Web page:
Study Finds that Black Women Are More Prone to Hair Loss
Hair loss in both genders can be humiliating, but even more so in women.
There are many different causes of hair loss in women, but one study shows that your ethnicity may be a major factor.
New research suggests that women of African-American descent may be more prone to hair loss.
Approximately half of all African-American women have experienced some degree of hair loss according a study from the American Academy of Dermatology in Schaumburg, Illinois.
This statistic is quite a bit higher than women of other ethnicities.
The study also showed that even though black women are more likely to suffer hair loss, they’re far less likely to consult a doctor about the condition and receive any kind of hair transplant treatment.
Of the nearly 6,000 participants in the study, 81.4 percent said they had never seen a physician about hair loss, even though 47.6 percent had experienced it.
The most common cause of hair loss for these women is known as central centrifugal cicatricial alopecia (CCCA). Essentially, this condition causes inflammation of the hair follicles, which destroys them and can cause scarring that results in permanent hair loss.
CCCA can occur in both men and women of various descent, but it’s most common in middle-aged African-American women.
Other causes can be attributed to their hair type and popular hairstyles. Many black women have very fine, curly hair that requires a lot of pulling and brushing to tame.
Combing the hair and forcing it into tight braids, ponytails, cornrows, and other styles can damage the hair follicles, resulting in a condition called traction alopecia.
This describes what happens when the follicles are scarred and damaged from excessive force, resulting in permanent hair loss.
Excessive use of flat irons, curling wands, chemical relaxers, and other styling products can also lead to traction alopecia, but that’s only part of the problem, according to Inez Britton, a dermatologist who has studied hair loss extensively in the past. Improper nutrition can also lead to hair loss.
Dr. Yolanda M. Lenzy, lead dermatologist and researcher for the study said that though some of the problems with hair loss in African-American women are genetic and can’t be helped, others are preventable with a few changes in behavior.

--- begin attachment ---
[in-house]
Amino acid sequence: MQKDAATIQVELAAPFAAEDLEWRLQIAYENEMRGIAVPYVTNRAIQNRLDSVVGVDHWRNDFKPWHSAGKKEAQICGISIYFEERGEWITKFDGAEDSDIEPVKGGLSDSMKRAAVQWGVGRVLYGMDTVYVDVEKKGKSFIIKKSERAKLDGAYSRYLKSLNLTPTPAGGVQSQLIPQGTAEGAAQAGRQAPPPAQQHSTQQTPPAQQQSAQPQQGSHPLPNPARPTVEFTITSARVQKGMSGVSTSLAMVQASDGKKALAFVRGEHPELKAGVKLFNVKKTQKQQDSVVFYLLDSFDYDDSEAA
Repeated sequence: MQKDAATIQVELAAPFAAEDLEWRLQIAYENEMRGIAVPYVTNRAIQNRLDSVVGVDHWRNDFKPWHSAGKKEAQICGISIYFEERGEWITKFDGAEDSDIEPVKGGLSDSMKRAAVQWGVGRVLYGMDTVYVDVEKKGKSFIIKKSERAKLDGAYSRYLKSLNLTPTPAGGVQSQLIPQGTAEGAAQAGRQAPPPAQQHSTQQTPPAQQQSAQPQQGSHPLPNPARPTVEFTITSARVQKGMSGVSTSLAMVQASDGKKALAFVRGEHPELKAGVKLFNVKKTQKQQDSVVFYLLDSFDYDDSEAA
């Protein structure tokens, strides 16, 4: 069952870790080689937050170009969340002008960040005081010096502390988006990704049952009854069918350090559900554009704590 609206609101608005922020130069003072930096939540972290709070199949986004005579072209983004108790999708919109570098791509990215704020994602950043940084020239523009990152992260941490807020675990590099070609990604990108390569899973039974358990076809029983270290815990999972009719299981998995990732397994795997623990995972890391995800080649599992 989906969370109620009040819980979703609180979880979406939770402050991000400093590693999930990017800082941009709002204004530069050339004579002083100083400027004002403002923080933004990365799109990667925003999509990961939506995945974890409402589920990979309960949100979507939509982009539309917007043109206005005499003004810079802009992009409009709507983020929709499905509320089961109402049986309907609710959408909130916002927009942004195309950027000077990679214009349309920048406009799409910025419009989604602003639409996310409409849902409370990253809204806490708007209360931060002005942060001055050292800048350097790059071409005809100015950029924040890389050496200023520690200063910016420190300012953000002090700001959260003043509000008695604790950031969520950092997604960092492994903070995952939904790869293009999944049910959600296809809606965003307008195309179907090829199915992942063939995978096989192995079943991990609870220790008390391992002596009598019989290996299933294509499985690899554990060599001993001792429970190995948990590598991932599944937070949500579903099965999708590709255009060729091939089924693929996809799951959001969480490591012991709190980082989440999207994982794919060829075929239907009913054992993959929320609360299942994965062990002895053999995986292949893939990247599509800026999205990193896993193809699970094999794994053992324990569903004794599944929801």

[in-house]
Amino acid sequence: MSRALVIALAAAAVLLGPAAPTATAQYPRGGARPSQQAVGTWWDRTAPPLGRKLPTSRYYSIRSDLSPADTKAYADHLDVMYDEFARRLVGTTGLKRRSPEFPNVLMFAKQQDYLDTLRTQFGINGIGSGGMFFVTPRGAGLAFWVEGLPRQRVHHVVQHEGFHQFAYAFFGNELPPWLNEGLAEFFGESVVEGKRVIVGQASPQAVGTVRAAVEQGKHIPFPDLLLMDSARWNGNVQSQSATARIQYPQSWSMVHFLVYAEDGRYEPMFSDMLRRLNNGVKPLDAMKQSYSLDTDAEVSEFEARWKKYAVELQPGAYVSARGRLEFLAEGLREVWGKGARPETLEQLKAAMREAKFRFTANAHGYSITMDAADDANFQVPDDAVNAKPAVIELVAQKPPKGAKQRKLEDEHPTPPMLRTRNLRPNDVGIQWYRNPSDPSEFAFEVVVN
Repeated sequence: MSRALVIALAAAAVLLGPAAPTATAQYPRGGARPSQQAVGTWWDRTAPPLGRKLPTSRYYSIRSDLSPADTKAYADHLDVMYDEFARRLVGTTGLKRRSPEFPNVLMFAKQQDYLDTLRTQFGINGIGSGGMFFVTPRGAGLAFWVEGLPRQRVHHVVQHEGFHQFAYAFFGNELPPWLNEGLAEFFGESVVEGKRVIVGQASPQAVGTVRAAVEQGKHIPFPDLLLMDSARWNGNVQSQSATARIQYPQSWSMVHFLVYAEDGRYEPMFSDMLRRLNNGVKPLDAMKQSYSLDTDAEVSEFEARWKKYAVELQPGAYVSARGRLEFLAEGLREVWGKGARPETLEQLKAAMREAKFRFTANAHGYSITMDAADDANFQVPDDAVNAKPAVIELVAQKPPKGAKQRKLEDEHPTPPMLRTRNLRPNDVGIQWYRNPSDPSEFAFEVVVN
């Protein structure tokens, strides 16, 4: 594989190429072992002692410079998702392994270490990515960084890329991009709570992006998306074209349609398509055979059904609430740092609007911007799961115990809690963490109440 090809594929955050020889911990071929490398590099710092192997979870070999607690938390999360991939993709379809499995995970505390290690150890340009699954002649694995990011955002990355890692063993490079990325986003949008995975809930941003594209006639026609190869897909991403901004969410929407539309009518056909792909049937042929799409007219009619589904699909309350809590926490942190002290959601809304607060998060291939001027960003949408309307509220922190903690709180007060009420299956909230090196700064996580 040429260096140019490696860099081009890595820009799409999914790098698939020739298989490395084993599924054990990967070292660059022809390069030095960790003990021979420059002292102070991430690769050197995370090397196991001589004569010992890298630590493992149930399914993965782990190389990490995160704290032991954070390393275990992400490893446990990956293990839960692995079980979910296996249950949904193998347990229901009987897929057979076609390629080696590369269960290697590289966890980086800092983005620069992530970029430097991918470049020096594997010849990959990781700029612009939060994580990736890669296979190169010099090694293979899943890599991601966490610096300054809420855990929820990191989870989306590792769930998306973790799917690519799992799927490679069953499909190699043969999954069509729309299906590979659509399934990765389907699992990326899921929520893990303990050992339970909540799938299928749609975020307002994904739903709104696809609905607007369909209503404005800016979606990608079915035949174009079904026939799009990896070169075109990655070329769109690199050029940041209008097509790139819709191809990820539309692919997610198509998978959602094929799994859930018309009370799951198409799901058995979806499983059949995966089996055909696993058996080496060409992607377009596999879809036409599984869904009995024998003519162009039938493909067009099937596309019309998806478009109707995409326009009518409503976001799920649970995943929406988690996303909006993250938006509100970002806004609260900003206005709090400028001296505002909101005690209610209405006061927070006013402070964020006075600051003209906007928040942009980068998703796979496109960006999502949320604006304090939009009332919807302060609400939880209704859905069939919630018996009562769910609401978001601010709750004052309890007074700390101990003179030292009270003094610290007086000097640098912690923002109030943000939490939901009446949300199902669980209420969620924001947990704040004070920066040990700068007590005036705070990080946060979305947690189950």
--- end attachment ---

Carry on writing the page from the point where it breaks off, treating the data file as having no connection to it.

“When hair loss is caused by styling practices, the problem is usually chronic use,” she explained. “Women who use these styling practices tend to use them repeatedly, and long-term repeated use can result in hair loss.
Women who are dealing with hair loss should consider changing their styling practices, and visit a board-certified dermatologist for diagnosis and treatment.
Some people may only associate dermatologists with skin issues, but we’re also experts in hair disorders, and we can provide the help you need.”
She also urged women to recognize the actual cause of the hair loss before applying treatment. With the case of chemical relaxers, for example, the problem may be more in nutrition than in the product.
“Everyone points fingers at the women with chemical relaxers, but the reality is that Black women and men rarely consume enough water or the types of foods that naturally help to protect the follicles of their hair and produce healthy sheen,” dermatologist Britton, told the AFRO. “Soda and alcohol consumption have a terrible impact on the skin and hair.”
Lenzy encourages women facing possible hair loss to consume the daily-recommended amount of water, as well as foods high in vitamin K, protein, biotin, and vitamin C in order to promote healthier hair.
She also recommends asking your stylist to warn you about signs of hair loss so you can take preemptive action.